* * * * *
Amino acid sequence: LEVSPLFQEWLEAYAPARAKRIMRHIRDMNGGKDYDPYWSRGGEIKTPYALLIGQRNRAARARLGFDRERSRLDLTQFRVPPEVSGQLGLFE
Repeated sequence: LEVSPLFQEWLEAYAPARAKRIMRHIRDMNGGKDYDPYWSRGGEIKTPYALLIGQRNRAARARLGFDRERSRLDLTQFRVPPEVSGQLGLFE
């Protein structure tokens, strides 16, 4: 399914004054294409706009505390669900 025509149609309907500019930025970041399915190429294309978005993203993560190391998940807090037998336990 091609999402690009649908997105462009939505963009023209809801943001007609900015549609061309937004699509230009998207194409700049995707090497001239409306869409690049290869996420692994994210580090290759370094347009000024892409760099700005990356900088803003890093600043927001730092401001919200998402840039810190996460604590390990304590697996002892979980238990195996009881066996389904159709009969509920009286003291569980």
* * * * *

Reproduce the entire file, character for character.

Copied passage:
Amino acid sequence: LEVSPLFQEWLEAYAPARAKRIMRHIRDMNGGKDYDPYWSRGGEIKTPYALLIGQRNRAARARLGFDRERSRLDLTQFRVPPEVSGQLGLFE
Repeated sequence: LEVSPLFQEWLEAYAPARAKRIMRHIRDMNGGKDYDPYWSRGGEIKTPYALLIGQRNRAARARLGFDRERSRLDLTQFRVPPEVSGQLGLFE
């Protein structure tokens, strides 16, 4: 399914004054294409706009505390669900 025509149609309907500019930025970041399915190429294309978005993203993560190391998940807090037998336990 091609999402690009649908997105462009939505963009023209809801943001007609900015549609061309937004699509230009998207194409700049995707090497001239409306869409690049290869996420692994994210580090290759370094347009000024892409760099700005990356900088803003890093600043927001730092401001919200998402840039810190996460604590390990304590697996002892979980238990195996009881066996389904159709009969509920009286003291569980």